I just don’t want to forget those brilliant ideas Mr Perdu brought into my mind so I decided to write them.
Here is one as a first week activity. Mr Perdu says “books are like people, and people are like books.” And continues “ I ask myself is he or she the main character in his or her life?” (pg 28) well, I’m not going to reveal more but I’m planning my first day activity as follows.
The activity will be suitable for any level if you plan it that way but I’ll do it with my year 12 students.
Tell students they are a character in a novel.
Tell them to describe themselves, their motives, ambitions, weak points, strengths.
Who else are in their story? What kind of characters are they? A short description for them as the characters of the story…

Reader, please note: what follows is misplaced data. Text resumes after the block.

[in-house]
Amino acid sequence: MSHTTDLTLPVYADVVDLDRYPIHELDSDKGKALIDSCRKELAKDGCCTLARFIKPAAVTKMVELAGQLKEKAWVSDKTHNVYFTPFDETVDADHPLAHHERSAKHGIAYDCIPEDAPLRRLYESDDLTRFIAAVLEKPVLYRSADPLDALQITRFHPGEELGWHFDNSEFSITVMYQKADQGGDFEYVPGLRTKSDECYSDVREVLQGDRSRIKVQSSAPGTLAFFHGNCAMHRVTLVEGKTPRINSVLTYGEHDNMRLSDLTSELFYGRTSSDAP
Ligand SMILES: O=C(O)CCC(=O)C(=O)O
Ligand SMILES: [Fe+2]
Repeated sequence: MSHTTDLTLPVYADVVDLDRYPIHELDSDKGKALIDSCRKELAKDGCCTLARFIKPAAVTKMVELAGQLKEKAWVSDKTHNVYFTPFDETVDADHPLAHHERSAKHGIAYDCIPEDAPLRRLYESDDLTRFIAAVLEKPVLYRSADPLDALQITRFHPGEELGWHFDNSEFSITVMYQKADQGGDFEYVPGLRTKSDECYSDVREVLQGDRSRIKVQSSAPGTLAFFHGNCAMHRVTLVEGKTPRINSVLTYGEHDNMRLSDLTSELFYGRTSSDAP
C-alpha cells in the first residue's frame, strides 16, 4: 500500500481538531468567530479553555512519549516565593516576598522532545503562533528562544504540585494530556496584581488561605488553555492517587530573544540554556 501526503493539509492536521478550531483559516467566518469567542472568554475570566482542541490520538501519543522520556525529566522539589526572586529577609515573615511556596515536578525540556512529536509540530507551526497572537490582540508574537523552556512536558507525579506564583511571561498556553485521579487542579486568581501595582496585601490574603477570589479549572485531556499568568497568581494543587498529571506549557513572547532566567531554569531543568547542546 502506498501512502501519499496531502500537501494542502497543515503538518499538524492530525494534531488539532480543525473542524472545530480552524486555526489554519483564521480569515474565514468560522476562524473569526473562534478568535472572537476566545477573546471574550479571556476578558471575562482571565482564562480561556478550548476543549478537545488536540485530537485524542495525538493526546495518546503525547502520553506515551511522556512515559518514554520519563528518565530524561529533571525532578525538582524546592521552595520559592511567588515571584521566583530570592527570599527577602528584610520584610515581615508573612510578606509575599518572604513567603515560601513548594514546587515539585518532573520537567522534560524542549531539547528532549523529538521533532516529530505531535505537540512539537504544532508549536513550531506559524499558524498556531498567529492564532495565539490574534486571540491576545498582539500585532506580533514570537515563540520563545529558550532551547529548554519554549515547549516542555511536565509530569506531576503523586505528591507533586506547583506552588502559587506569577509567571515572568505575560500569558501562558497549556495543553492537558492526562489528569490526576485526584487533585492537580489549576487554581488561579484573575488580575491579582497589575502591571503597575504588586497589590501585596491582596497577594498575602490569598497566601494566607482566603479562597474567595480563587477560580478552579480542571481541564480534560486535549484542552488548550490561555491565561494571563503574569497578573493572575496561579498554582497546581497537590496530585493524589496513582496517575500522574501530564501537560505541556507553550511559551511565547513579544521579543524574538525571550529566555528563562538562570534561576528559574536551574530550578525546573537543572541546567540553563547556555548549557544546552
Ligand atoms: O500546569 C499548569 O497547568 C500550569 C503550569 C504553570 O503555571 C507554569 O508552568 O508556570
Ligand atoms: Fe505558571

The blurb of their story, their problem and how they expect the story will end.
I’ll tell them to create a book cover and a few pages of their books to display on classroom walls.
I think this will be a good beginning for a class who will be studying hard for their university exam. This year their main concern is the exam and how they will shape their future so I guess starting the year with these book covers will be fun.
I’ll share a quick drama activity I learned from our drama club while performing at an event at school.
- Put 3 chairs in front of the board.
- Put labels on the chairs as “sad-1”, “happy-2″,”angry-3”
- Write some situations on slips of papers and put them in a box. (You are waiting at the bus stop and the bus is late / You are going to take an important exam /You are travelling to …
- Let students choose a slip of paper
- Give them a few minutes to prepare a very short story based on the situation they have on their papers.
Begin with the volunteers. Explain the rules.
Tell students that you will shout a number from 1 to 3 and she/he will sit on that chair and start telling the story according to the emotion written on the chair. While the student is telling the story change the numbers randomly.